ArtsAutosBooksBusinessEducationEntertainmentFamilyFashionFoodGamesGenderHealthHolidaysHomeHubPagesPersonal FinancePetsPoliticsReligionSportsTechnologyTravel

Music review: Kaiser Chiefs

Updated on July 3, 2011

It's been three long years since Ricky Wilson and the rest of his Kaiser Chiefs graced us with an album. They've kind of made up for their absence with 20 new tracks on their fourth long player The Future is Medieval. Not that you had to have all of them.

Embracing this brave digital age we find ourselves in, the band decided to let fans choose their favourite 10 tracks from the selection on offer, in a pick 'n' mix styley, and download them.

For those who struggle to make their own minds up, the band thankfully produced a physical release with 13 tracks in a nice regular order.

The first track they decided to plump with themselves is the recent single 'Little Shocks'. It's an impressive start, feeling like three songs rolled into one. It sounds influenced by Talk Talk a bit – the band that is, not the phone company – mostly in Wilson's vocals. It's busy, but not overly so. It's trademark Kaiser Chiefs and no better way to kick off a new album.

'Things Change' resonates with influences from Gary Numan. Its electronica purrs from your speakers, caressed with a thumping drum beat. It's a curious fellow, that's for sure, but not altogether unpleasant. It's bold and musically ugly, but works.

The guitars are more prominent in 'Long Way From Celebrating'. It has that energy you can often associate with the band, although they take it up a notch here.

Plod, plod, plod. That's what 'Starts With Nothing' does for about half of the song. The middle section sounds as if it's abducted by aliens during the sixties, before ending on its inevitable ploddy path. As curious as its middle is, there's just too much plodding around for our liking.

If we were going to put together our own version of this album, 'Out of Focus' wouldn't be part of our top ten. It's dipped in beige and doesn't do anything exciting. It sounds more threatening in places than it really is, but is shockingly harmless.

The testosterone is well and truly up for 'Dead or in Serious Trouble' thankfully. It might be the Hammond organ, but it wouldn't feel out of place in Kubrick's A Clockwork Orange. It's a slice of aggressive rock, tinged with a hint of retro.

The retro palette is used again, rather heavily, with 'When All is Quiet'. It's just too lightweight and sixties kitsch to be a worthwhile album track.

There's a nice bounce about 'Kinda Girl You Are'. Again it feels dated, but its rhythm section has a greater sense of urgency and purpose, giving it a well-needed lift.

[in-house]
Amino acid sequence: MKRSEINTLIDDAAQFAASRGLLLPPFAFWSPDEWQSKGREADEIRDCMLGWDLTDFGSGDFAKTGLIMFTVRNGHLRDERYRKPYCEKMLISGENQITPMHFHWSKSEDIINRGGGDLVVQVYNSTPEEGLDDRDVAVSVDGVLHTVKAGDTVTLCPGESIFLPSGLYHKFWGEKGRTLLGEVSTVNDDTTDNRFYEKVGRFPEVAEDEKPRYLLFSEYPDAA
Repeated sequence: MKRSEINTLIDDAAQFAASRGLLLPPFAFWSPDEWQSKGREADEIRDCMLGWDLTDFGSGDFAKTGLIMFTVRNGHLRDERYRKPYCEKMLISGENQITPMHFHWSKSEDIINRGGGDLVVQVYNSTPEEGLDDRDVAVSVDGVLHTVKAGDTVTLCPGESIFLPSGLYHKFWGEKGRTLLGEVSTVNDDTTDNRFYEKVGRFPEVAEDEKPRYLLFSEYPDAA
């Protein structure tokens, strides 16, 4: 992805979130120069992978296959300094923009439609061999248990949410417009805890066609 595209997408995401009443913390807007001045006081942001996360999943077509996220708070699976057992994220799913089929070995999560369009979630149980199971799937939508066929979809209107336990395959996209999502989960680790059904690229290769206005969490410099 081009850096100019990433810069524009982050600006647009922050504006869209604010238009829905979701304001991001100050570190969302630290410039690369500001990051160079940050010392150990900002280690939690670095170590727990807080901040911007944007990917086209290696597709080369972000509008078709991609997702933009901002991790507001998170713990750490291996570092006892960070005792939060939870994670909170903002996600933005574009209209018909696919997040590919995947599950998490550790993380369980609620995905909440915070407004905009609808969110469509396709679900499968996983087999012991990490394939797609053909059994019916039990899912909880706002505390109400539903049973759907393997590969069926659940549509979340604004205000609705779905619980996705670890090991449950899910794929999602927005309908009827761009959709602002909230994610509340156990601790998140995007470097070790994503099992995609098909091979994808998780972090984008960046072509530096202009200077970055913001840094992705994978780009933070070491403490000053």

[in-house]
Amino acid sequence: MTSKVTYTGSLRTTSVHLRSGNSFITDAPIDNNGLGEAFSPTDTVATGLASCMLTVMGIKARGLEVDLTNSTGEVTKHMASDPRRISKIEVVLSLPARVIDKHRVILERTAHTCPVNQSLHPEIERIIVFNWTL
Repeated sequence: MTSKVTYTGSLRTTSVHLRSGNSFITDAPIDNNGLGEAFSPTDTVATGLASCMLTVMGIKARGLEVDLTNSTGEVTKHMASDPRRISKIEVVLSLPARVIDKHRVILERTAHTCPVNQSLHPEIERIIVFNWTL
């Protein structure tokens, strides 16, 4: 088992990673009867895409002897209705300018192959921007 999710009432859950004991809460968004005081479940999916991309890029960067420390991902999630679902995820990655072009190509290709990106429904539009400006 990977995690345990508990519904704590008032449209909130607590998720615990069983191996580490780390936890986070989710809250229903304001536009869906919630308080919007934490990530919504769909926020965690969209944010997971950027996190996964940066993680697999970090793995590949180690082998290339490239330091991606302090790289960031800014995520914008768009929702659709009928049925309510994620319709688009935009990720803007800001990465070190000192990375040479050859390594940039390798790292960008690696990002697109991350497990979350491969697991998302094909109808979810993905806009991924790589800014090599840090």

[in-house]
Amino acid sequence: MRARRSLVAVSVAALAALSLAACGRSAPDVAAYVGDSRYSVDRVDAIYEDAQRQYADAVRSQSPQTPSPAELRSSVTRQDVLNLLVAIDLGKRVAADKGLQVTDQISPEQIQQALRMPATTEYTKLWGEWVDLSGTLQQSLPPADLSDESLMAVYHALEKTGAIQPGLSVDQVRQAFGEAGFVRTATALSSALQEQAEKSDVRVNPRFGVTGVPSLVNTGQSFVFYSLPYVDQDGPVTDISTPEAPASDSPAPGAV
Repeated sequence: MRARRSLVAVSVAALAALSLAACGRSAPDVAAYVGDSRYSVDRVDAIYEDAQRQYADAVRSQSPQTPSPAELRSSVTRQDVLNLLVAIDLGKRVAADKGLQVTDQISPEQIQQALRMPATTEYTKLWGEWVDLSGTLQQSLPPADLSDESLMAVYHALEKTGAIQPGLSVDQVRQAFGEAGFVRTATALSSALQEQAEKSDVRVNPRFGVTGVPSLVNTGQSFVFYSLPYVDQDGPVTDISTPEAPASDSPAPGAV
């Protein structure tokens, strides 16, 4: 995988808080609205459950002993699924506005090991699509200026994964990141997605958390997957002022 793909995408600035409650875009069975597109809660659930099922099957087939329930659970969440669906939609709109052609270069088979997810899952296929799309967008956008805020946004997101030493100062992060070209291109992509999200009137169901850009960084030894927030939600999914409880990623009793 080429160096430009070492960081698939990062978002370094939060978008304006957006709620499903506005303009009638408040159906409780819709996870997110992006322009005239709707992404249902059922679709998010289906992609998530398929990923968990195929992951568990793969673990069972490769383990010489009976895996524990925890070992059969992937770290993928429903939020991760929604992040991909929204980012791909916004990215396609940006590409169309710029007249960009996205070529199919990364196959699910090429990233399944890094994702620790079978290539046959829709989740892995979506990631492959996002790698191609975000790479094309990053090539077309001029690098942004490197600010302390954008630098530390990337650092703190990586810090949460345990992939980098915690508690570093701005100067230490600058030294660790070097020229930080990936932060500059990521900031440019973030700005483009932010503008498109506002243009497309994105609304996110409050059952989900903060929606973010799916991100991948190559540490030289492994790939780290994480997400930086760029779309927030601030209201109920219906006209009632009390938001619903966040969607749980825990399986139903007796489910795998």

With 'Man on Mars', its intro feels like you're stuck inside a ZX Spectrum, with some rather funky sounds floating around your head. They take a back seat somewhat as the track moves on, but it develops into a rather fine tune. And finally a catchy Kaiser Chiefs chorus to join in with during festival time.

More familiar musical ground comes in the shape of 'Child of the Jago'; it has a template of a Kaiser Chiefs song, but unfortunately it doesn't quite push all the right buttons. Googling Jago didn't prove that helpful either; it's the Cornish name for James apparently. Not that exciting then.

The band keep their synths plugged in for 'Heard it Break'. It has a darker edge to it, with an electro outfit on that wouldn't look out of place in the eighties. But in 2011, it doesn't quite fit.

With the end nearly in sight, 'Coming Up For Air' appears on the horizon. It's a slowish number, with a piano borrowed from Bruce Hornsby and his range, but at least it's used to good effect. It's the longest track on the album, but thankfully it's one of the better ones too.

Acting as the album's bookend is 'If You Will Have Me'. It sounds slightly different; this is probably due to the band's drummer Nick Hodgson taking over lead vocals. It's a sweet finale, with lush strings and acoustic strings being gently strummed.

Whether or not the band had this pick 'n' mix idea from the start or it was suggested to them late on is unclear, but the whole notion may well have unsettled the usual album-making process. There's something a little wishy washy about letting fans decide what tracks they want on their Kaiser Chiefs album. It's your bloody album gentlemen, so grow a pair and decide amongst yourselves.

Having listened to all of the initial 20 tracks, it's still difficult to say whether the right tracks made it to this CD release. If the band focused on just delivering a packaged 13 track album themselves, then perhaps The Future is Medieval wouldn't feel too much like the disappointment that it is.

Despite the obvious retro influences, the album as a whole is just too disjointed. Instead of being a great album with great tracks like their previous efforts (such as Off With Their Heads), it's just an OK album with a few great tracks on. Let's just hope they don't repeat this particular epoch in their history with future albums.